Jay Parkhill January 1st, 2007
The AIM, formerly known as the Alternative Investment Market of the London Stock Exchange, has gotten attention recently in the US due to increasingly complex and burdensome reporting requirements for companies listed on US-based stock exchanges, most notably the Sarbanes-Oxley Act of 2002. In particular, Sarbanes-Oxley’s Section 404 requires companies to certify that their internal controls and procedures are sufficient to provide complete and adequate disclosure of material issues to investors.
Sarbanes only applies (formally at least- more on that point below) to public companies listed on US exchanges, esp NASDAQ and the NYSE. A trend has thus arisen in the last couple of years where companies seeking to raise capital from public markets do so on exchanges outside the US. A few companies have listed on the Toronto Stock Exchange, but the exchange receiving the most attention is the London Stock Exchange’s AIM.
In some respects, this is a natural fit. The AIM was created in 1995 as a “lighter-touch” alternative to the main London Stock Exchange. Costs of an initial listing are much lower than the LSE, NASDAQ or NYSE and ongoing regulatory requirements are much less stringent as well.
There are currently about 1,600 companies listed on the AIM, of which 36 described themselves as US-based as of this writing. The regulatory requirements consist principally of the oversight of a “nomad“, a nominated advisor hired by the company both to vet the company’s filings and to advise the company on investor-relations issues. The Wall Street Journal (subscription required) has a good article on pros and cons of the nomad system. Since January 2005, the number of US companies listed on the AIM has tripled from 12 to 36, indicating a possible trend in the making (though the numbers do not exactly indicate a mass exodus from US exchanges).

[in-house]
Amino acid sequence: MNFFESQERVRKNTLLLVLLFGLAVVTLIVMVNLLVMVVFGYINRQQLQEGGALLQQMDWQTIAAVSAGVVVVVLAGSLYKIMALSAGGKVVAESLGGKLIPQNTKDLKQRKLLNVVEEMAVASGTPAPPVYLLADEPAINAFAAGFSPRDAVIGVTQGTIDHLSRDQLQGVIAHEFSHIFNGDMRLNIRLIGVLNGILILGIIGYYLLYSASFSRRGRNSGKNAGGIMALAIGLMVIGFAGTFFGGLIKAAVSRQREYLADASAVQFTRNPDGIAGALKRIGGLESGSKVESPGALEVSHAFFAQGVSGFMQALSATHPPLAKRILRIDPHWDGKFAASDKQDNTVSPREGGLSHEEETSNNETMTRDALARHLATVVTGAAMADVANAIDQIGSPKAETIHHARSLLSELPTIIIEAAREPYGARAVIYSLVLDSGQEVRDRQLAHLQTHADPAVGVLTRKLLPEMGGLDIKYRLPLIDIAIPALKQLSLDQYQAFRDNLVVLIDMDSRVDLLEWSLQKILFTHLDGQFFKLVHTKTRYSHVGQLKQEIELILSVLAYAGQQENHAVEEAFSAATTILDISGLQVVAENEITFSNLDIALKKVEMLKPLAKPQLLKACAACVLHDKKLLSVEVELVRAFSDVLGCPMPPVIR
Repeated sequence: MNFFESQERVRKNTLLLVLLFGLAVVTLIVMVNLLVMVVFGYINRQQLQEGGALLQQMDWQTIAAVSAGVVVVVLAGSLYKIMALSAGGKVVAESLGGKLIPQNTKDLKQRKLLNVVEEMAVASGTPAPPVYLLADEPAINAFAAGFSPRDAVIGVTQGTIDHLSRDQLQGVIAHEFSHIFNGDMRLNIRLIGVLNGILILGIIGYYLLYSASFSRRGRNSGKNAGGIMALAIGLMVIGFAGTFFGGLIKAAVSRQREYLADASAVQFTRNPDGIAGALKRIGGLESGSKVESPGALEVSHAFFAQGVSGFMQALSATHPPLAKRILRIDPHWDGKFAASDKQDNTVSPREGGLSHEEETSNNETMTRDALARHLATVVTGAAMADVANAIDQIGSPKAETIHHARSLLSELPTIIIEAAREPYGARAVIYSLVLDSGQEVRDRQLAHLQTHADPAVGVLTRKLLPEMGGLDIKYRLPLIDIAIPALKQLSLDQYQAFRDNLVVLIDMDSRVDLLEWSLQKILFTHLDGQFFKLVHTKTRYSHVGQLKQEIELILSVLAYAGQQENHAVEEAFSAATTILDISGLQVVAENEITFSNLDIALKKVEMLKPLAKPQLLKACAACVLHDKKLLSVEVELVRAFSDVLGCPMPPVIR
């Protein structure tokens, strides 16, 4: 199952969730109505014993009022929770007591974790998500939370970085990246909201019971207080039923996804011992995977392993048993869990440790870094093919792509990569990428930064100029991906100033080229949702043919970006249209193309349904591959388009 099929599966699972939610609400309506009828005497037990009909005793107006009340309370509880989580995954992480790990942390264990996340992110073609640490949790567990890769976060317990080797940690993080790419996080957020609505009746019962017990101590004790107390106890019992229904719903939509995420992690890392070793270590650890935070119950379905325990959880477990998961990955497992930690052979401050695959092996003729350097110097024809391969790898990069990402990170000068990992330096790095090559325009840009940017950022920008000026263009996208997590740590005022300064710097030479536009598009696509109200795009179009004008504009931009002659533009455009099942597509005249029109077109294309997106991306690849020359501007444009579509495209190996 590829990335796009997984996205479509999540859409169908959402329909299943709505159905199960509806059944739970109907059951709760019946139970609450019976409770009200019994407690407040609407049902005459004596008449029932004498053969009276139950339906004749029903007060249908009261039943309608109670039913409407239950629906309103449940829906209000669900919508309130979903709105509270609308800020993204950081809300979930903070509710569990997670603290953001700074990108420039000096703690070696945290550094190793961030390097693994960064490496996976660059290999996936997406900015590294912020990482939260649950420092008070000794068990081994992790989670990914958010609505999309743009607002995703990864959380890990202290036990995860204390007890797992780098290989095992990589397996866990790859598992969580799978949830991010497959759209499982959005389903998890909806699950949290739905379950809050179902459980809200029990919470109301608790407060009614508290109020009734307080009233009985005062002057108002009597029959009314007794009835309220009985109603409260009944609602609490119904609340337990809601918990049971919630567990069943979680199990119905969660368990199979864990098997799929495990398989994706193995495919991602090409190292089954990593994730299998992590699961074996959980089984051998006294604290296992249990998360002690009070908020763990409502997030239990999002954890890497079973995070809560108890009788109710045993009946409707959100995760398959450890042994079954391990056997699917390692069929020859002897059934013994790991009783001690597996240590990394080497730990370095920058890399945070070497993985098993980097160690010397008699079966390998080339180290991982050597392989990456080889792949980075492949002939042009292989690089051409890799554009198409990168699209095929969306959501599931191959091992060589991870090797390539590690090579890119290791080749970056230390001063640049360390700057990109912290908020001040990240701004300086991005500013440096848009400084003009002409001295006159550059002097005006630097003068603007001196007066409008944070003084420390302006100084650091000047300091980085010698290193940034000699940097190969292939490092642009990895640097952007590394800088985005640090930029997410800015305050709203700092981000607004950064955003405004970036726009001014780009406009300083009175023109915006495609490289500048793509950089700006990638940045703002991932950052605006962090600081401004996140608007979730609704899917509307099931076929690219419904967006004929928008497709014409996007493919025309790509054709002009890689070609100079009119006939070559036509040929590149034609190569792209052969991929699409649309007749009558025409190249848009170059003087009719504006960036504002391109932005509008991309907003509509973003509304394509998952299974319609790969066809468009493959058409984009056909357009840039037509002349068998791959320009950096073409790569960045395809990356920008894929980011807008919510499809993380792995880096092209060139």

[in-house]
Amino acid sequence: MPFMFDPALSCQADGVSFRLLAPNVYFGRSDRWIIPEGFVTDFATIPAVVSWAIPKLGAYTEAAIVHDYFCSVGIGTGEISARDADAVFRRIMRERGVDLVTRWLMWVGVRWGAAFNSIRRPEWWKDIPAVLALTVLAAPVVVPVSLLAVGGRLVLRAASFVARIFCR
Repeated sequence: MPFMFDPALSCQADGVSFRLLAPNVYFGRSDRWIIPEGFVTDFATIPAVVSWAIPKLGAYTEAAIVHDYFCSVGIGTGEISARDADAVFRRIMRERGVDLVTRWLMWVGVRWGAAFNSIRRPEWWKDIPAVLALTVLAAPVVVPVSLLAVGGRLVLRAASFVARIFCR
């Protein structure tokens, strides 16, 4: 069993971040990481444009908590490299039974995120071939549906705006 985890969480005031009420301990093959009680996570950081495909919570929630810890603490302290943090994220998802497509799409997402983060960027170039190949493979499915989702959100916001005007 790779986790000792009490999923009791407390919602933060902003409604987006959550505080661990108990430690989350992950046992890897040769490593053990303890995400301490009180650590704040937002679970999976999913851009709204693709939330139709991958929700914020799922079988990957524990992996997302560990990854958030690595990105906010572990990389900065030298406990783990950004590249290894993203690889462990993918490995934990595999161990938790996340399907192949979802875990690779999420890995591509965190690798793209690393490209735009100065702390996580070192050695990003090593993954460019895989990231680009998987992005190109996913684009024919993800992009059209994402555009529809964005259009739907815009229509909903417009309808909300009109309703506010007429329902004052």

However, companies hoping that the AIM will let them avoid the US regulatory framework are misguided (Sarbanes-Oxley imposes the most stringent set of requirements in the US currently, so this post focuses on compliance with it). It is the rare company, public or private, that continues in business indefinitely without being acquired. Any company that lists on the AIM thinking it will be able to forever avoid Sarbanes issues succeeds only in (a) limiting its pool of prospective acquirors to other business not subject to US securities laws, (b) reducing its sale price by the amount required to bring the company into compliance, or some combination of the two.
Thus, companies listing on the AIM still need to comply with Sarbanes-Oxley. AIM provides a way for companies to go public at significantly lower cost than in US markets, but as the title of this post suggests, the AIM is not a way out of Sarbanes-Oxley compliance.
However, this is not to say that AIM has no value. There may well be companies capable of going public and supporting a reasonable valuation on a small-cap exchange, but for whom compliance with Sarbanes-Oxley and other US regulations would be excessively burdensome. This seems like a pretty big gamble, but it is possible that such companies could go public on AIM, get enough cash to kick the business into high gear, then bring in US compliance at a later date.
Given that the AIM has underperformed major US indices recently (see chart), it seems as though the risk here is extremely high. As this chart shows, the S&P 500 during 2006 outperformed the AIM as a whole by close to 15% (note: I have not tried to separately measure performance of US-based AIM companies).
On balance, then, the AIM sounds like a great opportunity, but it entails significant tradeoffs as well. Companies listing on AIM need to be aware that long-term planning will probably require them to deal with Sarbanes-Oxley and other US securities laws at some point, and choosing not to comply in the short term may foreclose- or alter the economics of- merger opportunities in the future.